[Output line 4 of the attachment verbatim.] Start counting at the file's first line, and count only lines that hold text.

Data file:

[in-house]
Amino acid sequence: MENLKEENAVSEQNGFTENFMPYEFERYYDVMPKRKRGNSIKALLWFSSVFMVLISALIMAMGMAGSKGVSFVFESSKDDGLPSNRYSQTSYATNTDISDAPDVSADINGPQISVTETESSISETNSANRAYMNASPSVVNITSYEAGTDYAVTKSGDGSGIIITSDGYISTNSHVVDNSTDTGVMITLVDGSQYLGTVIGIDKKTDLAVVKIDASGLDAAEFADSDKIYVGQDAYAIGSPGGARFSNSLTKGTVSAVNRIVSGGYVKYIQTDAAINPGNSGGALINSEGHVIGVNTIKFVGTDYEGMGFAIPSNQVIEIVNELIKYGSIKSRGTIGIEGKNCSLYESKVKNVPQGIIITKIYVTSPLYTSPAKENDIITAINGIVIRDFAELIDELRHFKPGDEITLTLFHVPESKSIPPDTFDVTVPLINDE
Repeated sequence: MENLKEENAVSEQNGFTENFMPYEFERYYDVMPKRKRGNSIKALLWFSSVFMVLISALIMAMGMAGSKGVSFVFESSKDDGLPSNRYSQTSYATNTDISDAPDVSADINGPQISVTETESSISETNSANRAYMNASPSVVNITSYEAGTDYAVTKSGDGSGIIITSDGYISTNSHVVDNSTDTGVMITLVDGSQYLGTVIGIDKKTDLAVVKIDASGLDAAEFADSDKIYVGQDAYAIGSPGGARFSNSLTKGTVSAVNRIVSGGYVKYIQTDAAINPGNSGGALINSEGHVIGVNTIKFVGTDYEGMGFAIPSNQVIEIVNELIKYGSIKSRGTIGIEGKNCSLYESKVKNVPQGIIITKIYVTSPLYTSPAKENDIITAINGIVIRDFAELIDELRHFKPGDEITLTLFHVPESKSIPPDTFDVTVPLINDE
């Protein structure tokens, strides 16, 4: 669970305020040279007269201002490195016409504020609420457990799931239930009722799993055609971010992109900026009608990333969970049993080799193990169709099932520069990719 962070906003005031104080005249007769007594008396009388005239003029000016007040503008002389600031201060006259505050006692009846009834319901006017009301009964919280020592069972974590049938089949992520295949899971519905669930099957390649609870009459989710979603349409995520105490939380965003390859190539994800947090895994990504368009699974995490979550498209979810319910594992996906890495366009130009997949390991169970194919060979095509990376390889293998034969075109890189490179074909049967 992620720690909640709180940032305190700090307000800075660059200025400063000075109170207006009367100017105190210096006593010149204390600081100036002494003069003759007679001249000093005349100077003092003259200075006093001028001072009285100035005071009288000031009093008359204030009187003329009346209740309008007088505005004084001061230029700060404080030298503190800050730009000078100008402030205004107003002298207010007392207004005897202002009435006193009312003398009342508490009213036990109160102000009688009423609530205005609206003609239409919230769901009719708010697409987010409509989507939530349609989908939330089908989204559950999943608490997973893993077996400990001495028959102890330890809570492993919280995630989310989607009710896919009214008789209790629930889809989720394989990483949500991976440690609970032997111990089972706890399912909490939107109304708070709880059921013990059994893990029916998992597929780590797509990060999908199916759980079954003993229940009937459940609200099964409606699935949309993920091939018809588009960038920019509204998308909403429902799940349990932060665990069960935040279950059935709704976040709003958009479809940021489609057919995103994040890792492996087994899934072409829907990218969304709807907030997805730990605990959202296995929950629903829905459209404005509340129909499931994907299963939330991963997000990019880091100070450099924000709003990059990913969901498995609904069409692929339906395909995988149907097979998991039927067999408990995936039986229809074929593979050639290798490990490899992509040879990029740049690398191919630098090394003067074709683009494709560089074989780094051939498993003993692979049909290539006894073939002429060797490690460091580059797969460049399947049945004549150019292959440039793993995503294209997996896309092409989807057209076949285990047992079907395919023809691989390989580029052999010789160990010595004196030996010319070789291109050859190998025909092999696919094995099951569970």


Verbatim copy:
């Protein structure tokens, strides 16, 4: 669970305020040279007269201002490195016409504020609420457990799931239930009722799993055609971010992109900026009608990333969970049993080799193990169709099932520069990719 962070906003005031104080005249007769007594008396009388005239003029000016007040503008002389600031201060006259505050006692009846009834319901006017009301009964919280020592069972974590049938089949992520295949899971519905669930099957390649609870009459989710979603349409995520105490939380965003390859190539994800947090895994990504368009699974995490979550498209979810319910594992996906890495366009130009997949390991169970194919060979095509990376390889293998034969075109890189490179074909049967 992620720690909640709180940032305190700090307000800075660059200025400063000075109170207006009367100017105190210096006593010149204390600081100036002494003069003759007679001249000093005349100077003092003259200075006093001028001072009285100035005071009288000031009093008359204030009187003329009346209740309008007088505005004084001061230029700060404080030298503190800050730009000078100008402030205004107003002298207010007392207004005897202002009435006193009312003398009342508490009213036990109160102000009688009423609530205005609206003609239409919230769901009719708010697409987010409509989507939530349609989908939330089908989204559950999943608490997973893993077996400990001495028959102890330890809570492993919280995630989310989607009710896919009214008789209790629930889809989720394989990483949500991976440690609970032997111990089972706890399912909490939107109304708070709880059921013990059994893990029916998992597929780590797509990060999908199916759980079954003993229940009937459940609200099964409606699935949309993920091939018809588009960038920019509204998308909403429902799940349990932060665990069960935040279950059935709704976040709003958009479809940021489609057919995103994040890792492996087994899934072409829907990218969304709807907030997805730990605990959202296995929950629903829905459209404005509340129909499931994907299963939330991963997000990019880091100070450099924000709003990059990913969901498995609904069409692929339906395909995988149907097979998991039927067999408990995936039986229809074929593979050639290798490990490899992509040879990029740049690398191919630098090394003067074709683009494709560089074989780094051939498993003993692979049909290539006894073939002429060797490690460091580059797969460049399947049945004549150019292959440039793993995503294209997996896309092409989807057209076949285990047992079907395919023809691989390989580029052999010789160990010595004196030996010319070789291109050859190998025909092999696919094995099951569970």